Plus One has a concept that would easily play out in any of the dozens of romantic comedies of the early 2000s. Two 20-somethings find themselves in the heat of wedding season as all of their friends are getting married and they remain single.
Rather than bear through it alone they make a deal to double down on weddings but go together so they don’t get stuck at the singles table.
Instead of formatting this as a polished rom-com the director instead chose to tackle it as an indie starring mostly unknowns and shot in such a raw way that it almost feels like we’re just voyeurs for most of the movie.
Of course, it helps that our two main characters Alice (Maya Erskine) and Ben (Jack Quaid) have insane chemistry together. Watching them talk the audience fully believes that they’ve been friends for years and it feels totally natural. As the movie hops from wedding to wedding they evolve as characters too. A movie with such a basic premise shouldn’t work as well as it does but it works perfectly.
The breakout star of the movie has to be Maya Erskine. Quaid, if anything, plays the straight man to her wild child. Erskine has been in the indie scene for a while but never really had the chance to shine as a star. She was great in Amazon’s Betas but was sidelined in an already short series. With Plus One she’s given the space to let loose and steals the show.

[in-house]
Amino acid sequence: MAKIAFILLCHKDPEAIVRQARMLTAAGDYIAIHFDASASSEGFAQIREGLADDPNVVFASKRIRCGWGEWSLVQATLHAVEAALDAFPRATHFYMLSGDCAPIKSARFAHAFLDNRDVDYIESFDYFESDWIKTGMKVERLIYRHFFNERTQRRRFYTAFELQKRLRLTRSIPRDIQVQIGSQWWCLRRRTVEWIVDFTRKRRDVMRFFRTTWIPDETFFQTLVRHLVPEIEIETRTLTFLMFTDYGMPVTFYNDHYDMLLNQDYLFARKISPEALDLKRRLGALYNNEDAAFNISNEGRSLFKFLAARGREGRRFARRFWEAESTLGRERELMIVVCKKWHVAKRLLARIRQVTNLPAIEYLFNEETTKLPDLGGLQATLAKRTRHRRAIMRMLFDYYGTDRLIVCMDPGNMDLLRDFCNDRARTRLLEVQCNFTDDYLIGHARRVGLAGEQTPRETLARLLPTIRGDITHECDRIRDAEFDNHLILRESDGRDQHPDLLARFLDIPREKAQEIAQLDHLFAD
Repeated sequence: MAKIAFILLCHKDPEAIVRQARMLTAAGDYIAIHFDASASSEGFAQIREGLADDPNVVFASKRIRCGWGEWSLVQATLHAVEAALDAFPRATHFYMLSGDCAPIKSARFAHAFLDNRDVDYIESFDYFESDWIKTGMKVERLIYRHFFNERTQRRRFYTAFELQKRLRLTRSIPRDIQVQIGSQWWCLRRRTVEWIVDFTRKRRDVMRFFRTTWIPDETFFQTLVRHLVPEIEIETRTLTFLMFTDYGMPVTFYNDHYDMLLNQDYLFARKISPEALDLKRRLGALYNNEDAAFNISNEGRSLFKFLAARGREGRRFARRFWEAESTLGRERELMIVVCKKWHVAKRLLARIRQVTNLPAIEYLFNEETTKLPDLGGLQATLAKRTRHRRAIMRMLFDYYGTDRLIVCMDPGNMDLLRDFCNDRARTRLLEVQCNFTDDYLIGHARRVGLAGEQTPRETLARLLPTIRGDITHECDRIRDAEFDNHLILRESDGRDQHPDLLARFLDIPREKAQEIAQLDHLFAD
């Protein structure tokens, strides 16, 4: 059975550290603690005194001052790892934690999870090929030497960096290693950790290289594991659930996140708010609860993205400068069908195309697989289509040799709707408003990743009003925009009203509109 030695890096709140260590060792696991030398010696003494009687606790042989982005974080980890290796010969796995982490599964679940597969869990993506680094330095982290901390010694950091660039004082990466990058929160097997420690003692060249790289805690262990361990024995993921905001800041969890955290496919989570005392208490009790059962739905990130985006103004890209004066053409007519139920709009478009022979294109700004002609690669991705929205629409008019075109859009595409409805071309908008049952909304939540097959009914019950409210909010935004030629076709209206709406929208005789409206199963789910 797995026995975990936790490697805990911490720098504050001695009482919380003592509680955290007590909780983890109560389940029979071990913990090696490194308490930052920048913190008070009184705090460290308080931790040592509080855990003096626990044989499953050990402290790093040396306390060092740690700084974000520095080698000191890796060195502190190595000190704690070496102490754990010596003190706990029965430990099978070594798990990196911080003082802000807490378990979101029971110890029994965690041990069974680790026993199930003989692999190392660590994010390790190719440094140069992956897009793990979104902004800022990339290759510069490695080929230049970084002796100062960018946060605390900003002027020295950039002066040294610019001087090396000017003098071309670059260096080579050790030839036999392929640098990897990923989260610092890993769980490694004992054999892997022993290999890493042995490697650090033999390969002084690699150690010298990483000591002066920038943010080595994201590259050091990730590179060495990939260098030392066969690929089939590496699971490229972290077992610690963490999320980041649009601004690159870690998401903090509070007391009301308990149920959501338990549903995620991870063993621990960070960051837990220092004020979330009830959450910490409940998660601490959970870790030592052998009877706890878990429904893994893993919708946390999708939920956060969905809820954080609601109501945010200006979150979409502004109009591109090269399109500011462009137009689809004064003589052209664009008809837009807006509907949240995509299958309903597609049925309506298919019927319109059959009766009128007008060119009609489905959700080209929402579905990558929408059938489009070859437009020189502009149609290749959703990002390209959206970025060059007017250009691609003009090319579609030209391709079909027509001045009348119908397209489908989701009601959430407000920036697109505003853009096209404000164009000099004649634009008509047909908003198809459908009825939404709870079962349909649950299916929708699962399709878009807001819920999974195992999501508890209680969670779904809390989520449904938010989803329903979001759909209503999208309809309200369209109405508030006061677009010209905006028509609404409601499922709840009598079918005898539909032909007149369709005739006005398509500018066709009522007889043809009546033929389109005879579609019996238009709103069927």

The one complaint I have is the one complaint I have about most modern romantic comedies. It falls into the trope that both of the main characters are wildly successful people usually living in California or New York. In one early scene, while Ben struggles with his father’s new marriage and the troubles of being single, he is out on a golf course with his father. It’s a little thing but makes it harder to sympathize with the character when they are living comfortably even in the midst of the rest of the plot.
That complaint isn’t limited to just this movie
but applies to most modern romantic comedies. The sense of luxury removes any sense of realism the movie worked hard to achieve. If the goal to be real then let the characters struggle like regular people, not idealized characters.
That being said, Plus One is well worth the watch if only for the chemistry between Erskine and Quaid. Erskine is a force of nature and hopefully, this film brings her the attention she deserves.
Plus One is streaming now on Amazon Prime.